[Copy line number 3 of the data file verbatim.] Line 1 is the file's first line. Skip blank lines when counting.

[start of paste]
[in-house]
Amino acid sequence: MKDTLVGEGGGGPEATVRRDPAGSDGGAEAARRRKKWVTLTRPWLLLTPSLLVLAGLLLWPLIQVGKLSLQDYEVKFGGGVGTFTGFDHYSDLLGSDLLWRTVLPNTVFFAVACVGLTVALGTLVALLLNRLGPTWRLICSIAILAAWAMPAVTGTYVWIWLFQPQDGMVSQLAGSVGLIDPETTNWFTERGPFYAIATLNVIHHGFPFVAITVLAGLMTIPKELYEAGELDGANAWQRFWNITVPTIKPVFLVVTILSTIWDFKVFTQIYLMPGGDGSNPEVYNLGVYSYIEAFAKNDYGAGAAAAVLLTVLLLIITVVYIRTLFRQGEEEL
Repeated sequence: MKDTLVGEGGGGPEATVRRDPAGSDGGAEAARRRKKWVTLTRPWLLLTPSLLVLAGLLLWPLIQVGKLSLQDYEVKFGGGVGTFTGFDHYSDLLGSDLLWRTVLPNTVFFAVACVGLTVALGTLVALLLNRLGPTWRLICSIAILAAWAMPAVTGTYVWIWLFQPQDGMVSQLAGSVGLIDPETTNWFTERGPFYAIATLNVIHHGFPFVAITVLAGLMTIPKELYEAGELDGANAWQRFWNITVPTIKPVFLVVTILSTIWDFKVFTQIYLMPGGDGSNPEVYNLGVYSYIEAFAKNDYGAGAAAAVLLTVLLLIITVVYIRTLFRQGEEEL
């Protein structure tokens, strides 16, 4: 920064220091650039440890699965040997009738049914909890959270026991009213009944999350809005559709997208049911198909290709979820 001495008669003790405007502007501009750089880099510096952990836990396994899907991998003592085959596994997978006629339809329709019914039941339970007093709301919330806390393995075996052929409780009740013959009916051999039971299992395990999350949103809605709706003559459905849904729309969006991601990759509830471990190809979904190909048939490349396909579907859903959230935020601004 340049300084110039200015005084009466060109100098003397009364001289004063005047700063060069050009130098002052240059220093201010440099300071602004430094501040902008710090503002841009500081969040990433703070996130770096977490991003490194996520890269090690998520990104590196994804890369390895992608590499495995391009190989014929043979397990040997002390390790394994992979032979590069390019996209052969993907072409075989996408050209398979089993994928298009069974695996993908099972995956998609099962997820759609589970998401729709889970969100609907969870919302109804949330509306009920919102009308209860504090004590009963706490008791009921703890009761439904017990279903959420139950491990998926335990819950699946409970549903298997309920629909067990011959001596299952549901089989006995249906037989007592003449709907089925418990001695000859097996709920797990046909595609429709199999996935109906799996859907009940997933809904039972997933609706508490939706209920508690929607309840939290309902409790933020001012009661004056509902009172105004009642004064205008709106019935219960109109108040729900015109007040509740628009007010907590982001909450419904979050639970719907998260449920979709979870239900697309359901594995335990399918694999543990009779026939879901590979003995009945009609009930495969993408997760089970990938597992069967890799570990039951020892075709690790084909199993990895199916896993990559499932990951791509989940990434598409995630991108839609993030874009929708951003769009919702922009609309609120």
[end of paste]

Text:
Repeated sequence: MKDTLVGEGGGGPEATVRRDPAGSDGGAEAARRRKKWVTLTRPWLLLTPSLLVLAGLLLWPLIQVGKLSLQDYEVKFGGGVGTFTGFDHYSDLLGSDLLWRTVLPNTVFFAVACVGLTVALGTLVALLLNRLGPTWRLICSIAILAAWAMPAVTGTYVWIWLFQPQDGMVSQLAGSVGLIDPETTNWFTERGPFYAIATLNVIHHGFPFVAITVLAGLMTIPKELYEAGELDGANAWQRFWNITVPTIKPVFLVVTILSTIWDFKVFTQIYLMPGGDGSNPEVYNLGVYSYIEAFAKNDYGAGAAAAVLLTVLLLIITVVYIRTLFRQGEEEL